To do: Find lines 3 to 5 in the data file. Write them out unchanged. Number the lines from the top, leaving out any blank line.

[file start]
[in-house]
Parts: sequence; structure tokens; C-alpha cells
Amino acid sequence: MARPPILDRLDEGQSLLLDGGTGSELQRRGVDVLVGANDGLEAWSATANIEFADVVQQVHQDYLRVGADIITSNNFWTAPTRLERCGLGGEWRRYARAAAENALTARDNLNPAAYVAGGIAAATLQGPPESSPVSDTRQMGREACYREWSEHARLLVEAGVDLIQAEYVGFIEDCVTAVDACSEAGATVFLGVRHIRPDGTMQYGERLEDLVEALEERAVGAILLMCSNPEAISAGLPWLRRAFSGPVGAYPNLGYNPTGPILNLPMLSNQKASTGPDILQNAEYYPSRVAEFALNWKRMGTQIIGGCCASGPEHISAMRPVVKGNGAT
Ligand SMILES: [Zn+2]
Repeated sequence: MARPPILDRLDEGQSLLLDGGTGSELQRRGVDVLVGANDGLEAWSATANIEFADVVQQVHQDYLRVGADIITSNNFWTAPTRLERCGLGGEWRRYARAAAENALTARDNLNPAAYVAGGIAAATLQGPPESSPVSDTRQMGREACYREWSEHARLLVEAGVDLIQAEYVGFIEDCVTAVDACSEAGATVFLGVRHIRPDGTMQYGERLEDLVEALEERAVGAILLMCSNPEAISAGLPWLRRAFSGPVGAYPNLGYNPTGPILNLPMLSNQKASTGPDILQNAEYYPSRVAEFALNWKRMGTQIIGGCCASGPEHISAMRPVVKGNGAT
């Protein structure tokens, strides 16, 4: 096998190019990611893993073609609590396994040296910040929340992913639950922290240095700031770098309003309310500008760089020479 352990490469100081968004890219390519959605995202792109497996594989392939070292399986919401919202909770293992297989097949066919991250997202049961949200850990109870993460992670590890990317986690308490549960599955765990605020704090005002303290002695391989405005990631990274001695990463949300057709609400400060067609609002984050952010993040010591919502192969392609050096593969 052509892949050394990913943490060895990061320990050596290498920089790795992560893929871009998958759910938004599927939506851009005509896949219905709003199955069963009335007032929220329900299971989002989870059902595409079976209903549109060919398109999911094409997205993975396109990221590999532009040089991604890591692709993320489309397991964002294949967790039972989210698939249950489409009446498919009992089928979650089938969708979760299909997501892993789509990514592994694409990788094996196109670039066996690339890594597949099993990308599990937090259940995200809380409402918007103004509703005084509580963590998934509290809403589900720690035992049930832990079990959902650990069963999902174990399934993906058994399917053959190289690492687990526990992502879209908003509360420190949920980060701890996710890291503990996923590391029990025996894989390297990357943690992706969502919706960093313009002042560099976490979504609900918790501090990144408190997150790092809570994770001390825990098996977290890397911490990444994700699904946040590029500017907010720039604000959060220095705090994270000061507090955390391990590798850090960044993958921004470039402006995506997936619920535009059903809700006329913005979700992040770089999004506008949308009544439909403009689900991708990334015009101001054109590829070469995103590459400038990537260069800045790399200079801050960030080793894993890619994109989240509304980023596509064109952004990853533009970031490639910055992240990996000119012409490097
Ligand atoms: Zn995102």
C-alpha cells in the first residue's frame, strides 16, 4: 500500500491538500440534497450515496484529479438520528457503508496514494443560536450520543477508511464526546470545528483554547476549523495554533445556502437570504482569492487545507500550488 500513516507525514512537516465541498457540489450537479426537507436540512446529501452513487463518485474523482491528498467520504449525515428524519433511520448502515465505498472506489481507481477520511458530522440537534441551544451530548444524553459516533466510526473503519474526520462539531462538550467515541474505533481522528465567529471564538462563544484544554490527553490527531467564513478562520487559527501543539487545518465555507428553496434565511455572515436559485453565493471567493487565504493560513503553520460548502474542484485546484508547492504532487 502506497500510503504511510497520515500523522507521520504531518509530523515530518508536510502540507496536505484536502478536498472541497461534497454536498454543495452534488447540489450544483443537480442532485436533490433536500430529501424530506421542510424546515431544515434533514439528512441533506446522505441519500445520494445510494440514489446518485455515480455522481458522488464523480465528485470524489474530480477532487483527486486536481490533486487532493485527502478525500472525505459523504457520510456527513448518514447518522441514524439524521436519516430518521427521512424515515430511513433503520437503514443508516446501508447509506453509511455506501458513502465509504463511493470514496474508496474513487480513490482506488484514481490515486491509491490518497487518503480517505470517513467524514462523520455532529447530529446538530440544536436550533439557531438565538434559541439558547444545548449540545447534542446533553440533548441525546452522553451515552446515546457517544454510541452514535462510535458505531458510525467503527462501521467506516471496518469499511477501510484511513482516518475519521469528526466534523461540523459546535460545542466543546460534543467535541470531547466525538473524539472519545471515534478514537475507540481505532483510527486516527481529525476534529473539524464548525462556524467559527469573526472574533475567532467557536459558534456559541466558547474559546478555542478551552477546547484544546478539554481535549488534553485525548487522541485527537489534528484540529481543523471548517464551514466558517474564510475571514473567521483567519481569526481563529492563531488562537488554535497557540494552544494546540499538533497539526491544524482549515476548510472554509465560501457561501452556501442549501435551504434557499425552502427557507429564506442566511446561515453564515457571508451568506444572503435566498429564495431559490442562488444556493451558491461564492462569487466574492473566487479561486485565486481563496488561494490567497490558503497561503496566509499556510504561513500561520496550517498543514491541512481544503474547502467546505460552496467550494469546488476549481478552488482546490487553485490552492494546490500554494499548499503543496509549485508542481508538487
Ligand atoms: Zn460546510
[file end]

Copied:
Amino acid sequence: MARPPILDRLDEGQSLLLDGGTGSELQRRGVDVLVGANDGLEAWSATANIEFADVVQQVHQDYLRVGADIITSNNFWTAPTRLERCGLGGEWRRYARAAAENALTARDNLNPAAYVAGGIAAATLQGPPESSPVSDTRQMGREACYREWSEHARLLVEAGVDLIQAEYVGFIEDCVTAVDACSEAGATVFLGVRHIRPDGTMQYGERLEDLVEALEERAVGAILLMCSNPEAISAGLPWLRRAFSGPVGAYPNLGYNPTGPILNLPMLSNQKASTGPDILQNAEYYPSRVAEFALNWKRMGTQIIGGCCASGPEHISAMRPVVKGNGAT
Ligand SMILES: [Zn+2]
Repeated sequence: MARPPILDRLDEGQSLLLDGGTGSELQRRGVDVLVGANDGLEAWSATANIEFADVVQQVHQDYLRVGADIITSNNFWTAPTRLERCGLGGEWRRYARAAAENALTARDNLNPAAYVAGGIAAATLQGPPESSPVSDTRQMGREACYREWSEHARLLVEAGVDLIQAEYVGFIEDCVTAVDACSEAGATVFLGVRHIRPDGTMQYGERLEDLVEALEERAVGAILLMCSNPEAISAGLPWLRRAFSGPVGAYPNLGYNPTGPILNLPMLSNQKASTGPDILQNAEYYPSRVAEFALNWKRMGTQIIGGCCASGPEHISAMRPVVKGNGAT